Spring has sprung and with the weather being mostly clement, South Africans from all walks of life are being encouraged to get their hands dirty planting a tree.
September marks National Arbor Month and the Deputy Minister of Environment, Forestry and Fisheries, Maggie Sotyu, has encouraged South Africans to plant trees and look after their natural environment.
"Greening interventions that include the planting of fruit trees in home gardens can make a contribution towards alleviating household food insecurity in both urban and rural settlements," Sotyu said.
She launched the National Arbor Month campaign in Port Elizabeth, Eastern Cape, on Sunday.
Arbor Month is an annual campaign coordinated by the national Department of Agriculture, Forestry and Fisheries and the Department of Environmental Affairs in partnership with Total South Africa.
The primary objective of the Arbor campaign is to ensure greening initiatives in the country. The campaign is not limited to planting trees, but contributes to the mandate of ensuring food security.
The communities of Motherwell, KwaZakhele and New Brighton have benefited from this objective, where the Deputy Minister and dignitaries led the planting of 500 fruit and 500 indigenous trees in community parks, with some being distributed to households and a local school.
The three communities were also given 400 hand gardening tools.
40 000 trees to be planted
Sotyu said the campaign plans to have 40 000 trees planted throughout the country, with at least 3 000 planted in and around Nelson Mandela Metropolitan Municipality by the end of September.
This year's campaign will be observed under the theme 'Forests and Sustainable Cities'.
Total South Africa, which has sponsored the campaign for more than 16 years, emphasised the importance of environmental protection as a way to preserve national heritage.
"We will have no heritage to speak of if we don't act today. In South Africa, we have felt the direct impact of climate change on agriculture, and the knock-on effect on our country's food security," said Total SA's Corporate Affairs Manager, Nne-Mpho Siaga.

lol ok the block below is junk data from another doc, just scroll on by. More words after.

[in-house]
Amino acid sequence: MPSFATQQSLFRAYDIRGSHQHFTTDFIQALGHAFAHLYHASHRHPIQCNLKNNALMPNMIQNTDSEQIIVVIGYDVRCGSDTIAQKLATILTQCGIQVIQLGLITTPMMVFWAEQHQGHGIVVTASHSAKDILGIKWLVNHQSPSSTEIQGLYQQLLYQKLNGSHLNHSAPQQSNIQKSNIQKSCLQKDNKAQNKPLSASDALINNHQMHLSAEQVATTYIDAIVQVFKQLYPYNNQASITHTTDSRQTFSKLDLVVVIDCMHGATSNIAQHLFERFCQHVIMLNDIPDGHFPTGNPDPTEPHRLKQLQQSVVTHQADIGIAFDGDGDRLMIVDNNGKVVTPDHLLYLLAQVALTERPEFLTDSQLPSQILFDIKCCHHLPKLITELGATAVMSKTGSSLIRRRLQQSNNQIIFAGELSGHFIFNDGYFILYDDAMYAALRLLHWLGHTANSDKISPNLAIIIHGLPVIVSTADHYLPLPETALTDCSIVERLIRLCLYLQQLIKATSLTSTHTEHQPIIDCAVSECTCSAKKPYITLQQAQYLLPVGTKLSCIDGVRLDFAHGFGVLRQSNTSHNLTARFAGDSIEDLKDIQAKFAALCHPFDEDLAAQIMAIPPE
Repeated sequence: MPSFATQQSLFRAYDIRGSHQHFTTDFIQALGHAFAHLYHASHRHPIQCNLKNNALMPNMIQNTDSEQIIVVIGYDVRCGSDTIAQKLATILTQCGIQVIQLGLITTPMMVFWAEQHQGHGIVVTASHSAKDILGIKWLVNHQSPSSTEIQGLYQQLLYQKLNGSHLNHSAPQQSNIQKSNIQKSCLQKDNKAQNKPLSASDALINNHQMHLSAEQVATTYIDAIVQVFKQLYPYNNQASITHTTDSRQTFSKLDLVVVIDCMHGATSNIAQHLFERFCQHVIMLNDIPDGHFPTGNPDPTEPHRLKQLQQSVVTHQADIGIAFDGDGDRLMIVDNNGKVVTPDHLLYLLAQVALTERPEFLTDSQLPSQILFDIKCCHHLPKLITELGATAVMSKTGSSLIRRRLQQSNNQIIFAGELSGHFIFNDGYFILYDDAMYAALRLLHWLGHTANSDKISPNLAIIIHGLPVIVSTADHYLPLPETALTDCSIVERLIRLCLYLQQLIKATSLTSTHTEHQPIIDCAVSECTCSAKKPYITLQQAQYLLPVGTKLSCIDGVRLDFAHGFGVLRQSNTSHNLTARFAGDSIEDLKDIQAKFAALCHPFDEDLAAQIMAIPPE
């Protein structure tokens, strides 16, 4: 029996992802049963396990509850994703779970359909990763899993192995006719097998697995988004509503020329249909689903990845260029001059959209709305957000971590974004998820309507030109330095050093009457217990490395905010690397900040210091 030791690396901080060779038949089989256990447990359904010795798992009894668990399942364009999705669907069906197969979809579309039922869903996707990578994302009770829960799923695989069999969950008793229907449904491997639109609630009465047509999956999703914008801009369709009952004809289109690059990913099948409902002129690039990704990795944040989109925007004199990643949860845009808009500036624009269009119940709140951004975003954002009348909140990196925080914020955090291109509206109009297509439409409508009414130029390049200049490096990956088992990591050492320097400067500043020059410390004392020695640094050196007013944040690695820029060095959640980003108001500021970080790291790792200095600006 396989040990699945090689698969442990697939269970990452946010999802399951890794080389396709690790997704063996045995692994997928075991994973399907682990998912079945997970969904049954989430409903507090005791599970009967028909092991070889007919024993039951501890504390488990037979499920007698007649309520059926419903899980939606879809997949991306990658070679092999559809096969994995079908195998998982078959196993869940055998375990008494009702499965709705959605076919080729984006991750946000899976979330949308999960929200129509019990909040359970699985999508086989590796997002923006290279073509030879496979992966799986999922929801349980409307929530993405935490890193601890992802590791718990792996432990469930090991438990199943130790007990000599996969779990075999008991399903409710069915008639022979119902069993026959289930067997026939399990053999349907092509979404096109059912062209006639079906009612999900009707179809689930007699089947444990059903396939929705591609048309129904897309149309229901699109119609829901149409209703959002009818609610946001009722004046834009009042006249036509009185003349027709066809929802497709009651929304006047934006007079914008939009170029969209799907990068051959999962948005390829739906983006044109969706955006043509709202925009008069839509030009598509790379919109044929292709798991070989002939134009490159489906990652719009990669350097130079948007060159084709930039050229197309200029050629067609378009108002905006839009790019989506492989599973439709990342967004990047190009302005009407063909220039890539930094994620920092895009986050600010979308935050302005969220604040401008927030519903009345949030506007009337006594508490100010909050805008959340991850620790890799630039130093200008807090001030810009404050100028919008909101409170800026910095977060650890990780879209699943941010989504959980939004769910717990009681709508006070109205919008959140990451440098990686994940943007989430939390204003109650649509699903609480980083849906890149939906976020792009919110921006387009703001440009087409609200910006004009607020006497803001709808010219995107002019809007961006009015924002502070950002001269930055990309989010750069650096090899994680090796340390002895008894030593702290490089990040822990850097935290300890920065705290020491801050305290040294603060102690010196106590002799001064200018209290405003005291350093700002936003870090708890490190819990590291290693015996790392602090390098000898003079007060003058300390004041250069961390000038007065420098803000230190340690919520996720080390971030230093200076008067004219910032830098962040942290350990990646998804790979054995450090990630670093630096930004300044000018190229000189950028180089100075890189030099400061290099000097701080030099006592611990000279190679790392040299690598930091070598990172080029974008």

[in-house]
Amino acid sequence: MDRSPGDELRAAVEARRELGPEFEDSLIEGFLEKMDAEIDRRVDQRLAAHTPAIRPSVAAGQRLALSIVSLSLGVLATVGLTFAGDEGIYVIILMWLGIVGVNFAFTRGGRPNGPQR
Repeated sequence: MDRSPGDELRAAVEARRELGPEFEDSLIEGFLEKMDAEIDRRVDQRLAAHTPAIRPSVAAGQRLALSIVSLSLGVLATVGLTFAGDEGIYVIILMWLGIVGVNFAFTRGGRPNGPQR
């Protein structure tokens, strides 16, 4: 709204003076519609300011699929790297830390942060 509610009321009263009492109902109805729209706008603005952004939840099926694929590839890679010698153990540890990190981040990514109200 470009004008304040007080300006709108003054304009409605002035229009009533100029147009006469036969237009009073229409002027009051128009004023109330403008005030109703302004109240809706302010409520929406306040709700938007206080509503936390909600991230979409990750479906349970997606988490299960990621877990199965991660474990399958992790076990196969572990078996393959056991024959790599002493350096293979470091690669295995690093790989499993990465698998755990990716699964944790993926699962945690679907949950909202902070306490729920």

Arbor City Awards
Meanwhile, Sotyu announced the winners of the 2019 Arbor City Awards competition. The ceremony was held on Sunday ahead of the National Arbor Month campaign launch.
Sponsored by Total SA, the Arbor City Awards promote the greening of cities and towns in South Africa. The awards are given to cities or towns that go an extra mile to green their areas of jurisdiction.
The awards competition comprises of five categories which were awarded as follows:
Youth in Greening Municipality won by the City of Umhlathuze Local Municipality. The municipality received a cash prize of R100 000 and a certificate.
Metropolitan Category went to the City of Johannesburg. The city walked away with a R300 000 cash prize and a certificate.
Local Municipality Category: First prize went to the City of Mbombela Local Municipality from Mpumalanga, and they received R300 000 cash prize and a certificate. The Sol Plaatje Local Municipality from the Northern Cape scooped the second prize in the same category and walked away with a cash prize of R250 000 and a certificate.
Rural Local Municipalities Category went to Ulundi Local Municipality from KwaZulu-Natal. They received a cash prize of R250 000 and a certificate.
The Nelson Mandela Bay Metropolitan Municipality was named the most improved municipality and walked away with a cash prize of R100 000 and a certificate.